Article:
All your content owners and editors need to comply with the publishing standards.  Knowing this, people will access your intranet and use it more, confident in the integrity of the content and applications and aware that you ensure publishers comply with each standard.

And that can be the weakest link in your governance framework!  How do you continue to provide that consistently good user experience with new publishers?

I am talking about publishing accredited – news articles, company policies, etc. – content, not collaborative – blogs, discussion groups, etc. – in this post.

Your governance framework must cover how you manage new content owners and editors.  This is the best way to sustain the baseline you have established for best practice.  Without it, people will inevitably see a decline when they access your intranet.  Their productivity and effectiveness risks declining and affecting their overall work performance.

There are five actions that you need to consider taking so new publishers are good publishers:

  1. Induction training on how to use the publishing tool.  This is not just about what to use it for.  It includes how to use the publishing templates.  It needs to covers features like global navigation bar, content owner, review and last updated dates.  By explaining why this is important it helps encourage best practice.
  2. Have good communications channels so new publishers can keep up to date with the latest news that affects them.  Publishers should be able to ask other publishers for help and get answers.  New publishers should feel they are fully informed about how they use the intranet.
  3. Offer clear online guidance and best practice tips on how to publish on the intranet.  Reinforce this when you contact content owners and editors e.g. email, discussion group, conference call or webinar.
  4. Invite all new publishers to join a discussion group covering publishing topics to help develop a broader understanding.  It is much easier (and cheaper) to have peer-to-peer conversations where practical tips are shared quickly with each other.
  5. Have one set of publishing templates that you manage.  Keep publishing simple and easy to encourage best practice.  One publishing process will save content owners and editors’ time.  It avoids the temptation to try alternative methods or create more templates.Book cover - Digital success or digital disasters

Find out more information on how to manage your publishing community and intranet from my new book ‘Digital success or digital disaster?‘.  Read the introductory chapter to find out more.  A license to share the ebook with publishers across your organisation is also available.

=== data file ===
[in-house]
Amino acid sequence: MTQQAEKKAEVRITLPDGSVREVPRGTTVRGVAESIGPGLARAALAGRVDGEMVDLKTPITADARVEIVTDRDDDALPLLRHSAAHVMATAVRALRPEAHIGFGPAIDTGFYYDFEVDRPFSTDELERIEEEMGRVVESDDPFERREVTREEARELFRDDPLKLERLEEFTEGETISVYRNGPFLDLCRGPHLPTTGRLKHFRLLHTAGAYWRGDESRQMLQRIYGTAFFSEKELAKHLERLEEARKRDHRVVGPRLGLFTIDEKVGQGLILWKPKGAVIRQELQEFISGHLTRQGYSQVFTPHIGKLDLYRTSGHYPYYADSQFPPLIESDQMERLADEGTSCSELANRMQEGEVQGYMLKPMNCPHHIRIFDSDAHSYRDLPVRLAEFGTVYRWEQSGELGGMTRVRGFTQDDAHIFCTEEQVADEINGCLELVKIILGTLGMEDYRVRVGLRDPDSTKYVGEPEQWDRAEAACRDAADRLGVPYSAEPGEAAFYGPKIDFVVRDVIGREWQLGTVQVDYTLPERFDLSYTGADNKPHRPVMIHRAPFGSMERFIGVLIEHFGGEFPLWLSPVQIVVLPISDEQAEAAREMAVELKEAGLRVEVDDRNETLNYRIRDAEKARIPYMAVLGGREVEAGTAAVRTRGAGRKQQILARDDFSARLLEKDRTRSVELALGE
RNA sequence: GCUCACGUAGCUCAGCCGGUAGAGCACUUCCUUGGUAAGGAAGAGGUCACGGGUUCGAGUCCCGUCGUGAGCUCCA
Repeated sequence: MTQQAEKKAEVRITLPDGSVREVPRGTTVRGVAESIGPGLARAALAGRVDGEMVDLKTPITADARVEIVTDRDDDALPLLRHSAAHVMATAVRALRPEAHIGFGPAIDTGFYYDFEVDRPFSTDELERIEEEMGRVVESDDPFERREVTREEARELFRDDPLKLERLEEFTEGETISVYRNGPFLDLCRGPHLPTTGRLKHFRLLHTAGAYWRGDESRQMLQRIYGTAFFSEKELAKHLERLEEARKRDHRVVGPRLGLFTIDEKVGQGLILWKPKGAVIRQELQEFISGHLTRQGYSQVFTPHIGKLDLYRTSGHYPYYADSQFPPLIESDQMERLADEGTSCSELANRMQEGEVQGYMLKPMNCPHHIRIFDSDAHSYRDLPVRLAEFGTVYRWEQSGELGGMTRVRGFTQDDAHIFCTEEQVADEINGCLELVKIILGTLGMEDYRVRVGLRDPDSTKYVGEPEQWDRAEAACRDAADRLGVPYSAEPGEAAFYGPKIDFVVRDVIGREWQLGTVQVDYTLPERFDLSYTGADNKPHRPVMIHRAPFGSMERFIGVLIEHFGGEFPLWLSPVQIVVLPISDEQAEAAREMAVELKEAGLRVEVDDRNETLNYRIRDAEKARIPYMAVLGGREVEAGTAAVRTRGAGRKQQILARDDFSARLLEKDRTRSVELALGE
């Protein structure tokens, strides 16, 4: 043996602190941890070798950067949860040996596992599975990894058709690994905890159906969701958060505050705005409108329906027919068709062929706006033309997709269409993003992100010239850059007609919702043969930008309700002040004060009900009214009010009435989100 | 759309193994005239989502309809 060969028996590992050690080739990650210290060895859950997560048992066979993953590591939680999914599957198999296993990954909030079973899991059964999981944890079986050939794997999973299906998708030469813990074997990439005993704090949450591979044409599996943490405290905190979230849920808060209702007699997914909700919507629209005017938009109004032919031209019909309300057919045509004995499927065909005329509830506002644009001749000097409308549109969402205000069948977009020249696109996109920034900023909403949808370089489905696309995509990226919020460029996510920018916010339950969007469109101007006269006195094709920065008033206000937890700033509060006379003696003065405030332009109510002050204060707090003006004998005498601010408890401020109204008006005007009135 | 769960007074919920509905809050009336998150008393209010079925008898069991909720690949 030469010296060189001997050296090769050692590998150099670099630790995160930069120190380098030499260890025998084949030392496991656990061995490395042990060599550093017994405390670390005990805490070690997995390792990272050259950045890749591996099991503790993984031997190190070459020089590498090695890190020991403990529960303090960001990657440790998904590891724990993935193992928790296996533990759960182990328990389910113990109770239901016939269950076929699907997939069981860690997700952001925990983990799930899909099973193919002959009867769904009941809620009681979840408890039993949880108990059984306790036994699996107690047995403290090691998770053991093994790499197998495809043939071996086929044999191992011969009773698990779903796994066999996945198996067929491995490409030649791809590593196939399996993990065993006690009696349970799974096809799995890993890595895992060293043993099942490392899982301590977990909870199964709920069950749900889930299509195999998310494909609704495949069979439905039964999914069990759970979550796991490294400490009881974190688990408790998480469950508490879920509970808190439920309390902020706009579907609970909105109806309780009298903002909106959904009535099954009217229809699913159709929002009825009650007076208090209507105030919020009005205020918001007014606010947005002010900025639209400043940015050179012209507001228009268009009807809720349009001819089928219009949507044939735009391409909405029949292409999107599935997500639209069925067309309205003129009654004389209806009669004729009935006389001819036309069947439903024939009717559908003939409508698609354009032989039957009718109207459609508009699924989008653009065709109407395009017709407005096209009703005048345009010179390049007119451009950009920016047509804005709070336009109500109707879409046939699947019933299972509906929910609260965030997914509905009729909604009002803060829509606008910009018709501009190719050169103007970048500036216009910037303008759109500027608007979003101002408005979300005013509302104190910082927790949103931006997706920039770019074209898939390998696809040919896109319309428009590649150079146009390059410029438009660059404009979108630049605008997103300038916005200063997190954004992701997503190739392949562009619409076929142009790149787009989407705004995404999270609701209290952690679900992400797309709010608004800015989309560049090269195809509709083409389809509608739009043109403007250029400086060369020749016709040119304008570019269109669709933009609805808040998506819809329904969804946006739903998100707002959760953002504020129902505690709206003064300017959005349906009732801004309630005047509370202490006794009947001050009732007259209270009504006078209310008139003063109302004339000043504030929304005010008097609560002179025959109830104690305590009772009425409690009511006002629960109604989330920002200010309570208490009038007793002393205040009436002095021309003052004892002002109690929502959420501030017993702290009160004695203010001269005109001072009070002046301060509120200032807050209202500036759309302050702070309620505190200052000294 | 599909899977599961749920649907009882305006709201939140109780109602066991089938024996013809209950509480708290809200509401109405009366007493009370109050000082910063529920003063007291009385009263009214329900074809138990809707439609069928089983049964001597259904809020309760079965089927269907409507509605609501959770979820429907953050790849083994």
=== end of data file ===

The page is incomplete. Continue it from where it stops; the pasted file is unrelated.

7 principles for good intranet governance

An effective governance framework is essential for a well-managed intranet.  It can be the deciding factor between a good user experience, greatly valued, and a poor user experience with little benefit.  Every intranet is different depending on the size, type, and culture of the organisation it supports.  However, there are some key governance principles that are common to their success.

Recently I spoke at Intranatverk about this based on my book  ‘Digital success or digital disaster?‘ which is a practical, experience-based approach to growing and managing a successful intranet.  My slides ‘7 principles of good intranet governance’ are avilable for you to share.

The alternative to governance can be chaotic anarchy.  Posing risks to security and intellectual property provides an awful experience for those who still use your intranet.  Where governance can start to get confusing and difficult is in how it is applied.  Applying these governance principles leads to a good outcome:

  1. Know your organisation
  2. Define the scope
  3. Put people first
  4. Use all resources
  5. Compare and benchmark
  6. Do what you say you will do
  7. Keep it legal

Think about how you build a house with the foundations, walls, floors, windows, doors and finally the roof.  It would not make sense for you to have windows, doors, and a roof only.  The same applies to your governance framework.

These principles for good governance are not like a menu that you choose which items to have and leave others alone.  You need to follow all of these to build a strong foundation to improve your intranet and implement your strategy.

Read the introductory chapter of my new governance book to find out more.  A license to share the ebook within your whole organisation is also available.

What is the right publishing model for your intranet?

Last week, I ran a workshop at Intranatverk with an enthusiastic group of intranet people to cover what is the best publishing model for their intranet.  The slides I used for the workshop are available for you to share: Four intranet publishing models.

I took this subject from my book  ‘Digital success or digital disaster?‘ which covers all the other areas of intranet governance you need to develop when improving how your intranet is managed.